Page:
Japanese Novelist Wins Franz Kafka Award (April 24, 2006)
Japanese author Murakami Haruki, who is perhaps best known for his novel Norwegian Wood, won the Czech Republic's Franz Kafka Award for Literature in March. As two previous recipients of the Franz Kafka Award have gone on to win the Nobel Prize for Literature, there are growing hopes that Murakami might one day win the world's most prestigious literary prize.
|A symposium on Murakami organized by the Japan Foundation [Photo by Atsuko Takagi (Courtesy The Japan Foundation)]
A Sense of the Fantastic That Transcends Borders
Franz Kafka was a famous Czech writer from the city of Prague known for such novels as The Metamorphosis. The prize named after him, which was created in 2001, is awarded to writers who have made a major contribution to highlighting the importance of ethnic culture. It has just marked its sixth year, and the annual winner receives $10,000.
Murakami was born in Kyoto in 1949. He made his debut as an author in 1979, winning the Gunzo Award for New Writers for his work Hear the Wind Sing. Since then, he has released numerous short stories, essays, and novels, including the critically acclaimed A Wild Sheep Chase and The Wind-Up Bird Chronicle. He has also translated works by such American writers as John Irving and Raymond Carver.
Murakami's works are very popular in translation, especially among young people, as they are easy to read. His 1987 novel Norwegian Wood became a worldwide smash hit, as have most of his subsequent works.
In his writing, Murakami sketches out unique worlds that are not limited by a sense of being in a particular country, and his books have been translated into a number of languages and published around the globe. He has a great number of fans not only in North America and Europe but also in Asian countries like China, South Korea, and Taiwan. His name has often graced best-seller lists in these places. Murakami is easily the most famous modern Japanese writer outside Japan.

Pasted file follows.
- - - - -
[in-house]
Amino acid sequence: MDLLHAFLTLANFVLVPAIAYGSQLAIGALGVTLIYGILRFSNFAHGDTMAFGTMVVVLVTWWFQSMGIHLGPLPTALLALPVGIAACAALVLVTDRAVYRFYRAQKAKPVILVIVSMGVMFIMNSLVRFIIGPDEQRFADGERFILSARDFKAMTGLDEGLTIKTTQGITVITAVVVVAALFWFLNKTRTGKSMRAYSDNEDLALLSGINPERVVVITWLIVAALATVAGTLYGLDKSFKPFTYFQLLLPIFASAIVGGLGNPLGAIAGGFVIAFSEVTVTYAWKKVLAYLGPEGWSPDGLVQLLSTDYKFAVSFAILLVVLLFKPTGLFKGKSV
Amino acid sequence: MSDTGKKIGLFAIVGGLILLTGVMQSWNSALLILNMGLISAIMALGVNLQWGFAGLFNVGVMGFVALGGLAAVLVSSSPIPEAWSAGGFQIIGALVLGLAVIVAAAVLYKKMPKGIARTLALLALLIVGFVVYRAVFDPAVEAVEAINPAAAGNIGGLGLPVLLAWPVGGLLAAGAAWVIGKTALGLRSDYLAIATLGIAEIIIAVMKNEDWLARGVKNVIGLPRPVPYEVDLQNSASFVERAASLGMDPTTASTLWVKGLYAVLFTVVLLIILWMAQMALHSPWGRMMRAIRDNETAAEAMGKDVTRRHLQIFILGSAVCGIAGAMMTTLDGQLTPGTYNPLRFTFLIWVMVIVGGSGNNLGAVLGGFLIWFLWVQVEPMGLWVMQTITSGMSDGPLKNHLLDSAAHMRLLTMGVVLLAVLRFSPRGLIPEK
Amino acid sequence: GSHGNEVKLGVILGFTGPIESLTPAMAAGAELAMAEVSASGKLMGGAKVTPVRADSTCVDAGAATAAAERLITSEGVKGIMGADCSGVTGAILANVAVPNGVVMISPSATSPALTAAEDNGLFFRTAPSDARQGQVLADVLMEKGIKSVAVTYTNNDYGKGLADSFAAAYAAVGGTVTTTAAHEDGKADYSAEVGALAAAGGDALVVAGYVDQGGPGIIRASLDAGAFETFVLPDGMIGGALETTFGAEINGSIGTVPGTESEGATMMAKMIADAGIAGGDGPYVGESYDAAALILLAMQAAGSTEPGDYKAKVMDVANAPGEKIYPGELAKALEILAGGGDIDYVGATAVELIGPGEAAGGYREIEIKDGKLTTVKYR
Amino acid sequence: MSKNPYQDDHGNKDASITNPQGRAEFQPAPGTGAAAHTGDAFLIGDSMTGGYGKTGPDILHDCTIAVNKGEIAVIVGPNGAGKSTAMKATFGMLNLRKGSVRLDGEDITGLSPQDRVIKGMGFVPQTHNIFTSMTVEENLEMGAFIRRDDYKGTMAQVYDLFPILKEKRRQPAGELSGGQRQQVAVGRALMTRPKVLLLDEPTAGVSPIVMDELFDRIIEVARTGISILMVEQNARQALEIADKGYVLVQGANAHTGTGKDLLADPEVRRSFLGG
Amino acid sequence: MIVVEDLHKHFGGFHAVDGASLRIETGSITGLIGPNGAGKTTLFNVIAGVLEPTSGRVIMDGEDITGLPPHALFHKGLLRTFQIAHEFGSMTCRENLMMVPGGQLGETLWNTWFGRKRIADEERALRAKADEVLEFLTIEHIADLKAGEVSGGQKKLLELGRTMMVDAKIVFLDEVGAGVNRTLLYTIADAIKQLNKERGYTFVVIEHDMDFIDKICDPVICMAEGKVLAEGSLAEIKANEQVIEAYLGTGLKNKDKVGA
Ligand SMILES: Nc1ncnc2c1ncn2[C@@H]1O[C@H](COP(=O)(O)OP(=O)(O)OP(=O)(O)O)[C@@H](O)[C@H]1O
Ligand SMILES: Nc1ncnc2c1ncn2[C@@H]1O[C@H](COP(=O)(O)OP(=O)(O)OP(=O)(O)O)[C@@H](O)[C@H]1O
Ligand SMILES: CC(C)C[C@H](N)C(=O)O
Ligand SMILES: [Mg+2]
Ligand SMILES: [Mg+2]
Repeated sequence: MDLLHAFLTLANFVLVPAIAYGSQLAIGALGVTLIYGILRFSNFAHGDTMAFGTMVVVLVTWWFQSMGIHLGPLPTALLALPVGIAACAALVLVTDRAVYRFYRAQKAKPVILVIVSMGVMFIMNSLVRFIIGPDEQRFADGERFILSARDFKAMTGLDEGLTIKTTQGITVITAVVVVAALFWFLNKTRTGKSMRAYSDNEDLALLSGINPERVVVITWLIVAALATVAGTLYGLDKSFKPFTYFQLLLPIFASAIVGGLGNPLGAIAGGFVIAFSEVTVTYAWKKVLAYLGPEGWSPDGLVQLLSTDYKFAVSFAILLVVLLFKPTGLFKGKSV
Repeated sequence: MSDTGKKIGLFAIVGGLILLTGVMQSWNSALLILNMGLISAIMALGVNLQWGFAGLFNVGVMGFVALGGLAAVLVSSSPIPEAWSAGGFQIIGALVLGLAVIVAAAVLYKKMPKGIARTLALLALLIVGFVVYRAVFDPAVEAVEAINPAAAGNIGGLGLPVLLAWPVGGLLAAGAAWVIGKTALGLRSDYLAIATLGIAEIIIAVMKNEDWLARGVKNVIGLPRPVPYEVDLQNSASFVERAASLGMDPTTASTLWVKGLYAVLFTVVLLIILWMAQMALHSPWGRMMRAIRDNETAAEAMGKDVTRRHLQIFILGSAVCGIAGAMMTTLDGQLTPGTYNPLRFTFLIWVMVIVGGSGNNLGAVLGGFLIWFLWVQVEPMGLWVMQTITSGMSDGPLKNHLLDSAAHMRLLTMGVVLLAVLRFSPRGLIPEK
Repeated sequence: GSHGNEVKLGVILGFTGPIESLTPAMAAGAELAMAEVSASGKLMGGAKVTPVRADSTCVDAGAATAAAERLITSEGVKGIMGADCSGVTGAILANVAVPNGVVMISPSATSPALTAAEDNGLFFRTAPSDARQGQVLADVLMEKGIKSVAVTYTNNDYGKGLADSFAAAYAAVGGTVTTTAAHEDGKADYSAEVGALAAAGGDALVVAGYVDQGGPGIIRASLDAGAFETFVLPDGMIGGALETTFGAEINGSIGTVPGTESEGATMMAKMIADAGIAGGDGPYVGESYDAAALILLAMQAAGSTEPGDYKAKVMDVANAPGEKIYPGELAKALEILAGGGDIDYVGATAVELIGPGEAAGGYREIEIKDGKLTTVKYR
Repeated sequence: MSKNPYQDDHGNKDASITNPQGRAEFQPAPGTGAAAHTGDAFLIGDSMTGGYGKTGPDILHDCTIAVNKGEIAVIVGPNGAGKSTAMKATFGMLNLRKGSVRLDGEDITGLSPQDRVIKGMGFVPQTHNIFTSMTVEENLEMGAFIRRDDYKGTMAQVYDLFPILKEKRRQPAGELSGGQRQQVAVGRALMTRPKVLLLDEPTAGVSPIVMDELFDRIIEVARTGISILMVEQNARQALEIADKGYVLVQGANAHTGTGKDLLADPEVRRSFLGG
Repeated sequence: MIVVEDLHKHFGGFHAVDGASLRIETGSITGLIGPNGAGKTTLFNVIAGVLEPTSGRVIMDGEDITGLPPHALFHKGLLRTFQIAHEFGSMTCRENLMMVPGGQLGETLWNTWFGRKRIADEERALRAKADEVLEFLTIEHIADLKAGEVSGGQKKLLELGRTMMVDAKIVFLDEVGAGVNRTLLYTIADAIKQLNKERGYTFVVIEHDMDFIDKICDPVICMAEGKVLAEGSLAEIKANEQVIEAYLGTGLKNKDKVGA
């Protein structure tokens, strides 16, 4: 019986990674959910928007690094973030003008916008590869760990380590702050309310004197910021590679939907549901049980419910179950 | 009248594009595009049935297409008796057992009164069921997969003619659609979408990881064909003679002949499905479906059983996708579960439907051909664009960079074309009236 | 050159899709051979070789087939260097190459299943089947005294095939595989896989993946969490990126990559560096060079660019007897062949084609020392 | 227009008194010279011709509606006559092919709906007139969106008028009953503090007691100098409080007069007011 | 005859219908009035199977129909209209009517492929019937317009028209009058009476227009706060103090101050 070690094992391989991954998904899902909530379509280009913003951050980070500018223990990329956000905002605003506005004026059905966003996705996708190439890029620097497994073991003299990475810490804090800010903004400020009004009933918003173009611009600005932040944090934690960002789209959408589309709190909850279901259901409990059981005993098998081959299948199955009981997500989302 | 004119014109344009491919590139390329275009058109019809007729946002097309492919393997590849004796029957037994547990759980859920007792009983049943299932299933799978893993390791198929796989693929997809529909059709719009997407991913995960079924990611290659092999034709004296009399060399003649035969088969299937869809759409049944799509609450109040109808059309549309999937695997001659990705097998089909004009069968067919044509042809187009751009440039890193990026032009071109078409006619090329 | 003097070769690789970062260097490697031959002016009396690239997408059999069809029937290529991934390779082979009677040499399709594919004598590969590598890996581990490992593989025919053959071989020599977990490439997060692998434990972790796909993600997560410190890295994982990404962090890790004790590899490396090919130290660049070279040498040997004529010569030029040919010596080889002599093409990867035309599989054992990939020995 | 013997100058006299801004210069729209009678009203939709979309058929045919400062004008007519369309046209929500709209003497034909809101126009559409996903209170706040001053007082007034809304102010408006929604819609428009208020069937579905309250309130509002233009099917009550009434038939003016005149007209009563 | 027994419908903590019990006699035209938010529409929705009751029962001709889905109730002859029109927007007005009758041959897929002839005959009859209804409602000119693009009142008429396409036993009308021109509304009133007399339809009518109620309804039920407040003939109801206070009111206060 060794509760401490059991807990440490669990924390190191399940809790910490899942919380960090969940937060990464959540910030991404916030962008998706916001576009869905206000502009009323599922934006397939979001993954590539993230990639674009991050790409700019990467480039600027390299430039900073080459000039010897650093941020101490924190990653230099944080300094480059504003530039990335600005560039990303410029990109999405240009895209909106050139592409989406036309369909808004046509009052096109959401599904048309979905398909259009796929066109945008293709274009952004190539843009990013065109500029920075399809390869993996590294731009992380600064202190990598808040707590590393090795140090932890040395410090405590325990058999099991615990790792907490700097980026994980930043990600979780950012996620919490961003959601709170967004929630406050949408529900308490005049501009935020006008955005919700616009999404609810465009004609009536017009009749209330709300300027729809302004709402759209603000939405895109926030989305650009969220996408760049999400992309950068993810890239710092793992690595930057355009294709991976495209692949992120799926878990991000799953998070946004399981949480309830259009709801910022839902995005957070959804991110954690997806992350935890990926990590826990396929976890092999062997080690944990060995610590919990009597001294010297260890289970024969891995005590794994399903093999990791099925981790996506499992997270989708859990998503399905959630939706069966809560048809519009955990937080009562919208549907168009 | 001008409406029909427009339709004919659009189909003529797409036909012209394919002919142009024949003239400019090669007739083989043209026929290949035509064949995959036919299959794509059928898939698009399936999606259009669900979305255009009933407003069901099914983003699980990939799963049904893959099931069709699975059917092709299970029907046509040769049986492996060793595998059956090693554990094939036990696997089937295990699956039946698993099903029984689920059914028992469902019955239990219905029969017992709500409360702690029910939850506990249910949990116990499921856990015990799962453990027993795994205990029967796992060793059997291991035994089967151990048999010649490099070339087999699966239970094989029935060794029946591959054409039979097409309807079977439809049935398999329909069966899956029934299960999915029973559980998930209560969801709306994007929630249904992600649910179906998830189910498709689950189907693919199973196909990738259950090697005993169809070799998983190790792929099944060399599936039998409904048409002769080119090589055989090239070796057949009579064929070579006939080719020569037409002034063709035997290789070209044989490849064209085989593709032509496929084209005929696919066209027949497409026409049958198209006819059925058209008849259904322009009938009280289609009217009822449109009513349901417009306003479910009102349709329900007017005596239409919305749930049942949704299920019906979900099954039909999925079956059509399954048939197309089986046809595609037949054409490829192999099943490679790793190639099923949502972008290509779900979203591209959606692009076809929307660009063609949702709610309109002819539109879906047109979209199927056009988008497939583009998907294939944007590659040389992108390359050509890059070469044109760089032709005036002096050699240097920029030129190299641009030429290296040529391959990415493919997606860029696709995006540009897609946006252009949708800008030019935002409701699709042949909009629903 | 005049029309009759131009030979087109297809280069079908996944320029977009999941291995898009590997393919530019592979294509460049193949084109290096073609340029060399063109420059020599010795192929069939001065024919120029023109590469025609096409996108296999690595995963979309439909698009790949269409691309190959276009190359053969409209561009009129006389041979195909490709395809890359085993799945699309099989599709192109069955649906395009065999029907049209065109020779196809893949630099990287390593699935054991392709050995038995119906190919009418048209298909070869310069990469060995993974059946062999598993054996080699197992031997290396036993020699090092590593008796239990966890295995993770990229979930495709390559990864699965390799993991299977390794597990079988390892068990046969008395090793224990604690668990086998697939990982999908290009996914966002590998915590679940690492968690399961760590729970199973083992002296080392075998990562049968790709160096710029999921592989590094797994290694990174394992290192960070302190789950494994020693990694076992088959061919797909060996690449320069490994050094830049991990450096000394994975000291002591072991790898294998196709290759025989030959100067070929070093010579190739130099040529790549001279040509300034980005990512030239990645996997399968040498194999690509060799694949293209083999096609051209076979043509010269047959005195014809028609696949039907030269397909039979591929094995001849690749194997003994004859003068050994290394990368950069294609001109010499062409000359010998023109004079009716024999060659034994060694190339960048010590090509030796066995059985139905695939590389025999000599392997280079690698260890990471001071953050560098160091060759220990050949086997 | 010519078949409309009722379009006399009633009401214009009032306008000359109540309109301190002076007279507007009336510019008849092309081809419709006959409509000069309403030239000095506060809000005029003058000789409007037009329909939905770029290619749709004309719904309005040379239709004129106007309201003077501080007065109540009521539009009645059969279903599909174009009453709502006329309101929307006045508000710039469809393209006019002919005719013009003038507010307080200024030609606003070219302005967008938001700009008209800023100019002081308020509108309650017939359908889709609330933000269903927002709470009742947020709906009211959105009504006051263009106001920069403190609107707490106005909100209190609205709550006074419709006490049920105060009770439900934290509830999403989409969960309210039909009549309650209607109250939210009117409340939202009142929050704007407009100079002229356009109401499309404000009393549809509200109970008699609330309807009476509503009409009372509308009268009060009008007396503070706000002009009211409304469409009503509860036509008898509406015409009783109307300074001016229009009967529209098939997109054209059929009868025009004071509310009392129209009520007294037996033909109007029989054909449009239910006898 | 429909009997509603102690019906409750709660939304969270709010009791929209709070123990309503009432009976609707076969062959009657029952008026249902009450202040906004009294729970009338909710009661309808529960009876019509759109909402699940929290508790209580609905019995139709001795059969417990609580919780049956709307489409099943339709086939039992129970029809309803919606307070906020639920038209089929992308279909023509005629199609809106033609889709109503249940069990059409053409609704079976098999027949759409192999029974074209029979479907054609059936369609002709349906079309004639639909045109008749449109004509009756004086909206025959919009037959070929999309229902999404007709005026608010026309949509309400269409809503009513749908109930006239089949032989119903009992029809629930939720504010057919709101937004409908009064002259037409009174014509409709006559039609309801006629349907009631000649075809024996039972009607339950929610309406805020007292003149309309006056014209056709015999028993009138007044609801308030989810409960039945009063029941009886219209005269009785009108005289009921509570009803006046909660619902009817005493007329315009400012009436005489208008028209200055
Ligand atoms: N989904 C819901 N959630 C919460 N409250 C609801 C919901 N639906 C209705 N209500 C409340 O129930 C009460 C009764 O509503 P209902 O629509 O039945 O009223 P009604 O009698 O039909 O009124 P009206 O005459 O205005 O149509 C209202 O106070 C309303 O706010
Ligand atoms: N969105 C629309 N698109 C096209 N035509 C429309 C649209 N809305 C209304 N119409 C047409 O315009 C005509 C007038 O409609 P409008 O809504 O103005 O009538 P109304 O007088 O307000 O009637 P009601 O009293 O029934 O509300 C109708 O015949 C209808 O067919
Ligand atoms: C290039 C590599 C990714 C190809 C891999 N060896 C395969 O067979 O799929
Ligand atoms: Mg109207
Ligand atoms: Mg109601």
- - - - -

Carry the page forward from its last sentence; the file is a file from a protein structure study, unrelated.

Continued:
|The Japanese covers of Kafka on the Shore (Shinchosha Co.)
Hope for a New Nobel Laureate
Murakami's recent novel Kafka on the Shore was published in translation in the United States in 2005. (It was originally released in Japan in 2002.) This work was selected as one of the 10 best books of 2005 by the New York Times, and it also became a best-seller in China.
Murakami has followed a different pattern from many writers in that he has first achieved fame overseas and then brought his works back to Japan, as in the case of his short story "The Elephant Vanishes," which was carried in the US magazine The New Yorker before being imported to Japan and published.
This past March in Tokyo, the first international symposium on the works of Murakami Haruki was held, bringing together translators of his books and researchers from around the world for intensive discussions of his literature.
The recipients of the Franz Kafka Award in 2004 and 2005 both went on to receive the Nobel Prize for Literature that same year, so there are growing expectations in the domestic media that Murakami may become the third Japanese to win the world's most prestigious literary prize, following in the footsteps of Kawabata Yasunari and Oe Kenzaburo. Murakami is a writer who truly belongs to the world.
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